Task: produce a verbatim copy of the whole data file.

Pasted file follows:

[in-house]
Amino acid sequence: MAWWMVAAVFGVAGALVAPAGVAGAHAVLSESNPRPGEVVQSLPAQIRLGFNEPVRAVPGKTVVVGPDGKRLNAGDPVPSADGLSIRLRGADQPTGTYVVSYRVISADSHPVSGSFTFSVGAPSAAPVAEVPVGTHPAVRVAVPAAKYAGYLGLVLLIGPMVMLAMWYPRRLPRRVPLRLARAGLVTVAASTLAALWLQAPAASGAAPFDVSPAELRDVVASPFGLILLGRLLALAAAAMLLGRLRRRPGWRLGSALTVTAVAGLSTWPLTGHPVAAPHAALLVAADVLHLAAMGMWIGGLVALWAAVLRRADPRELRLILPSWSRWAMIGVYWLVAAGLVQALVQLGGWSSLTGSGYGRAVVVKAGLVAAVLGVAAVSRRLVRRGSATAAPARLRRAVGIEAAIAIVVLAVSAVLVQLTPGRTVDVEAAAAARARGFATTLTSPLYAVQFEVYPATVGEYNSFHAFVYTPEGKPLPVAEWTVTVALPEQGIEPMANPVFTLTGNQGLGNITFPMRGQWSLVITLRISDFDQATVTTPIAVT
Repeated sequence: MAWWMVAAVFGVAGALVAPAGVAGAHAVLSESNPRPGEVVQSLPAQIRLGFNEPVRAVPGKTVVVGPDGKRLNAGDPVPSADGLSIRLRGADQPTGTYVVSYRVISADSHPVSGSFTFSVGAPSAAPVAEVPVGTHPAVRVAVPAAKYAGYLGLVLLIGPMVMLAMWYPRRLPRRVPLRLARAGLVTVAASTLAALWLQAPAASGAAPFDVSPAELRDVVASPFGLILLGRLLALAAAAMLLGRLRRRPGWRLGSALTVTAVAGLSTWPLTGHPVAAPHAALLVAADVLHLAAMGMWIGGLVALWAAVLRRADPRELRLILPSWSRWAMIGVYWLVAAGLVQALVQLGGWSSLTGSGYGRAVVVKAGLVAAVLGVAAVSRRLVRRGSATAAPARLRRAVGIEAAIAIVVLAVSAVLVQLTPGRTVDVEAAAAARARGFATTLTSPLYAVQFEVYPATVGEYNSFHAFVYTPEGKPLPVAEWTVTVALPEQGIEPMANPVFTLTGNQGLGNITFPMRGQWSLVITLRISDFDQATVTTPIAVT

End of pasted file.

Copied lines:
[in-house]
Amino acid sequence: MAWWMVAAVFGVAGALVAPAGVAGAHAVLSESNPRPGEVVQSLPAQIRLGFNEPVRAVPGKTVVVGPDGKRLNAGDPVPSADGLSIRLRGADQPTGTYVVSYRVISADSHPVSGSFTFSVGAPSAAPVAEVPVGTHPAVRVAVPAAKYAGYLGLVLLIGPMVMLAMWYPRRLPRRVPLRLARAGLVTVAASTLAALWLQAPAASGAAPFDVSPAELRDVVASPFGLILLGRLLALAAAAMLLGRLRRRPGWRLGSALTVTAVAGLSTWPLTGHPVAAPHAALLVAADVLHLAAMGMWIGGLVALWAAVLRRADPRELRLILPSWSRWAMIGVYWLVAAGLVQALVQLGGWSSLTGSGYGRAVVVKAGLVAAVLGVAAVSRRLVRRGSATAAPARLRRAVGIEAAIAIVVLAVSAVLVQLTPGRTVDVEAAAAARARGFATTLTSPLYAVQFEVYPATVGEYNSFHAFVYTPEGKPLPVAEWTVTVALPEQGIEPMANPVFTLTGNQGLGNITFPMRGQWSLVITLRISDFDQATVTTPIAVT
Repeated sequence: MAWWMVAAVFGVAGALVAPAGVAGAHAVLSESNPRPGEVVQSLPAQIRLGFNEPVRAVPGKTVVVGPDGKRLNAGDPVPSADGLSIRLRGADQPTGTYVVSYRVISADSHPVSGSFTFSVGAPSAAPVAEVPVGTHPAVRVAVPAAKYAGYLGLVLLIGPMVMLAMWYPRRLPRRVPLRLARAGLVTVAASTLAALWLQAPAASGAAPFDVSPAELRDVVASPFGLILLGRLLALAAAAMLLGRLRRRPGWRLGSALTVTAVAGLSTWPLTGHPVAAPHAALLVAADVLHLAAMGMWIGGLVALWAAVLRRADPRELRLILPSWSRWAMIGVYWLVAAGLVQALVQLGGWSSLTGSGYGRAVVVKAGLVAAVLGVAAVSRRLVRRGSATAAPARLRRAVGIEAAIAIVVLAVSAVLVQLTPGRTVDVEAAAAARARGFATTLTSPLYAVQFEVYPATVGEYNSFHAFVYTPEGKPLPVAEWTVTVALPEQGIEPMANPVFTLTGNQGLGNITFPMRGQWSLVITLRISDFDQATVTTPIAVT